by Nish Phister: The first big bout of depression came on when I was about 15/16. All I can say to describe it is despair and helplessness. I tried to end my life. I was not looking for help or sympathy, just wanted to get away from it…


What I call the black hole in my belly became a well known visitor in my life. There was no warning, when it appeared, I fell deep. Just despair, nothing else. Every time I reached a point where I felt it could not be any worse. Then, exhausted sleep and somehow, I managed to live on, even forget about it for long periods of time. Apart from these episodes, I had a good, interesting life, active in politics, a satisfying time doing science at university, active for the environment, doing satisfying and interesting work in construction.

And always, trying to learn, trying to understand. The question of existence was always there, because the recurring fall into this black hole questioned my existence. So, of course I was always looking for answers. There are lots of people with answers, some quite convincing, at least for a while. I met a few. I read a lot. Nietsche and Hermann Hesse helped me in my teens. Philosophers old and new, political activists, writers, spiritual teachers and gurus too many to list followed.

Eventually I learned to stop looking outside for answers and tried to look inside, to meditate. But only the practice of Zen meditation moved me from talking and thinking about it to doing it, experiencing it.

It was years of work, guided by a patient and earnest man. He did not insist on any rituals, he wasn’t affiliated with any school, there was a group of people working with him, we had group talks and discussions, and individual sessions. Then, on a retreat, there was a Kensho experience. (It would be silly to say: “I had a Kensho experience”, because that’s a contradiction in itself) (Kensho: to see one’s true nature)

It was a non event, in one sense, because nothing happened. You don’t gain anything, you lose. It’s a fundamental change about yourself, and it’s silly trying to explain it. You don’t debate it, you experience it. I’m not trying to be mysterious here or something, but it’s not something you can have or learn. All you can do is the practice: in an old text it says: “…with the mind observe the mind…”.

That’s the practice, observe your mind. Whatever you find, reject: -not this- just notice. Whatever is there, whatever comes up, notice it and leave it. You reach somewhere -not this-, you find something -not this-.

It is good to have a teacher (actually I don’t know if it’s possible without one) to take all those things to. That’s what I did with my teacher, every insight I had, all those important thoughts, my impatience, my anger, my despair, my depressions, my intellectual explanations, my soaring flights, my crushing falls, all I took to him, to be told, in so many words: -not this-.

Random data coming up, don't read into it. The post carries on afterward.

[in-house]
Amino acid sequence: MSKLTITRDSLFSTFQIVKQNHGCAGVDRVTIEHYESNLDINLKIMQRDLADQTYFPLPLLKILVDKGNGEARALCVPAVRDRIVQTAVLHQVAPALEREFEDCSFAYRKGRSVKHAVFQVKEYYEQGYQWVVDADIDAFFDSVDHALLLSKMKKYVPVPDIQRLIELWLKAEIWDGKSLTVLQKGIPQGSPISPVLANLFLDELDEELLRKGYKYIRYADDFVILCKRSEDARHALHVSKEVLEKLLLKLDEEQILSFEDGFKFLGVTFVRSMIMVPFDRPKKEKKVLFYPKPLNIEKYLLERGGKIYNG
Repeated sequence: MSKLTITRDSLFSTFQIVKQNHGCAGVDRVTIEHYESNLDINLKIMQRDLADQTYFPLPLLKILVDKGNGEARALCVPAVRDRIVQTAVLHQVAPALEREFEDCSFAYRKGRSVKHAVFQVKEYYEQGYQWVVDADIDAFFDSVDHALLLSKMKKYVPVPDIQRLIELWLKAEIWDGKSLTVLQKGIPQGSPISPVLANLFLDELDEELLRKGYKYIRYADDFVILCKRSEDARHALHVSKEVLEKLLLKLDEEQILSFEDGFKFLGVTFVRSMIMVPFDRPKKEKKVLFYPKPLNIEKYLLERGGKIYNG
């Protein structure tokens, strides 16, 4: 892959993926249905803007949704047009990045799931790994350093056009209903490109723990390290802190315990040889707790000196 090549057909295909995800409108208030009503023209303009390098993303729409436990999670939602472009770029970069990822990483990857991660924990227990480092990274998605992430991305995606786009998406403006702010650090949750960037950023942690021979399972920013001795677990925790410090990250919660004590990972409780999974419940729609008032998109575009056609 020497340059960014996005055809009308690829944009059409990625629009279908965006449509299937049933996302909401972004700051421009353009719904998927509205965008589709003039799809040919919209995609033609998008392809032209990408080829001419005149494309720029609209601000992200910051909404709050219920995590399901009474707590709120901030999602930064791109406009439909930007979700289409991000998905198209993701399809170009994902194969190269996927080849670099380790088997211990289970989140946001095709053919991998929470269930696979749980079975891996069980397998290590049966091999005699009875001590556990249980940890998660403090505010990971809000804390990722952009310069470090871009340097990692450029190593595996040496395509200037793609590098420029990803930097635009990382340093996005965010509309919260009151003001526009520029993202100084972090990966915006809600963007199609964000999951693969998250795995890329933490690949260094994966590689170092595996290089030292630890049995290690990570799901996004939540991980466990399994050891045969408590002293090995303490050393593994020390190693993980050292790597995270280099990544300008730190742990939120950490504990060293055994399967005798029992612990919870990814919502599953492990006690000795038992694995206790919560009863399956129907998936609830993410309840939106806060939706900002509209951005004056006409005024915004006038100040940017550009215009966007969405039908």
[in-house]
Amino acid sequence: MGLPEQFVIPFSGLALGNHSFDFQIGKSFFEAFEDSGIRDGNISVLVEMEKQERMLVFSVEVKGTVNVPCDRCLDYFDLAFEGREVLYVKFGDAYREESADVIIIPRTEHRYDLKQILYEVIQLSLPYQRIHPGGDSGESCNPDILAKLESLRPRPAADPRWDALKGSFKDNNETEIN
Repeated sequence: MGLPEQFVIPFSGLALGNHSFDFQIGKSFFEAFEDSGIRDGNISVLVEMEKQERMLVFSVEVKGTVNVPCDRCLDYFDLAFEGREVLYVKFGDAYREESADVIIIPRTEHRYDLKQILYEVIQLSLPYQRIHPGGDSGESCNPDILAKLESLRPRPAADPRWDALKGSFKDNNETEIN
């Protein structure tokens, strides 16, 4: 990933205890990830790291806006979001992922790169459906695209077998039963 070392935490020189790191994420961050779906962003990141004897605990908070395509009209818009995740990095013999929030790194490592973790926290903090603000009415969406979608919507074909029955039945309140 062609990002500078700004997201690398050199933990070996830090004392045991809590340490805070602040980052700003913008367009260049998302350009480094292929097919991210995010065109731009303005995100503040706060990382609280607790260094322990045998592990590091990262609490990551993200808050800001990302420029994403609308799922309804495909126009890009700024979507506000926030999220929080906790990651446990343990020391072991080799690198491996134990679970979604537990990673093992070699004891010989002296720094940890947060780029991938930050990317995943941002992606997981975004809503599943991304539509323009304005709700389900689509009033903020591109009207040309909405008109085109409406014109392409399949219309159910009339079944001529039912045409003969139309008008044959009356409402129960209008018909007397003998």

Some years on my teacher announced his retirement and asked me to take over teaching. And that’s what I’ve been doing. Now one of the things he used to say was: if you want to learn something well, you teach it. So what did I learn teaching Zen?

It is easy to like the role of teacher. You find yourself in a position where you are the one telling others. This is a social situation where you assume a role and others treat you accordingly. On flyers and invitations you are called Zen master. People refer to you as such. I was uneasy about that. To be called it is a social thing, master indicates superiority. Any mastery can only be in the practice of Zen, you do it or you don’t, so what. That’s what you observe, and leave: -not this-, same old, same practice.

The capacity of the mind to delude itself is unlimited. Easy to see in others, better yet to notice when it happens to yourself. Keep practicing: observe it, and leave it. Zen is ordinary, Zen is practical. Take care of your life, do your jobs. Take part in life, be ambitious or not, enjoy what there is to enjoy, fight what needs fighting, have friends and enemies, be happy and sad, live life, go for the ride …. and observe your mind.

Kensho and Satori don’t make your life better, it doesn’t make you blissful or happy, if you have an expectation, you will look for that expectation, which will prevent you from experiencing. Having an experience also isn’t a guarantee for anything, for example it didn’t stop depression from recurring, I should have been warned about that, my teacher mentioned once: “So you wake up and are depressed, so what?”. But now I carry on with my practice: I don’t try to escape, I observe it and leave it there, I observe my mind’s reaction and also just leave it there. -not this- and that helps. It was a shock when I got depressed again, somehow I did have an expectation… Looks like the universe hasn’t got an obligation towards you because you learned something about yourself.

It didn’t get any better with me being uncomfortable about advertising my services, so to speak (I haven’t updated the web site in ages), so I don’t advertise. I always wanted to know if and how it’s possible to take the practice of Zen into ordinary life. It is, and deeply satisfying. I work as a Maths tutor and I grow and sell vegetables and salads. Every so often I feel I should let it be known that I am here and what I know about Zen. The whole thing has been and is a very personal development. I can share this. If it helps others, good. I’m not telling anyone what to do, your life is your own responsibility, but I’m happy to help.

I mostly avoid talking about the Kensho and Satori experience, because it creates expectations, and they get in the way. Also, any description is like for example describing a sunset instead of looking at one. No matter how accomplished you are, it is still about it, and not it. But lets just say, Nirvana, that’s for real, man.

Source: Medium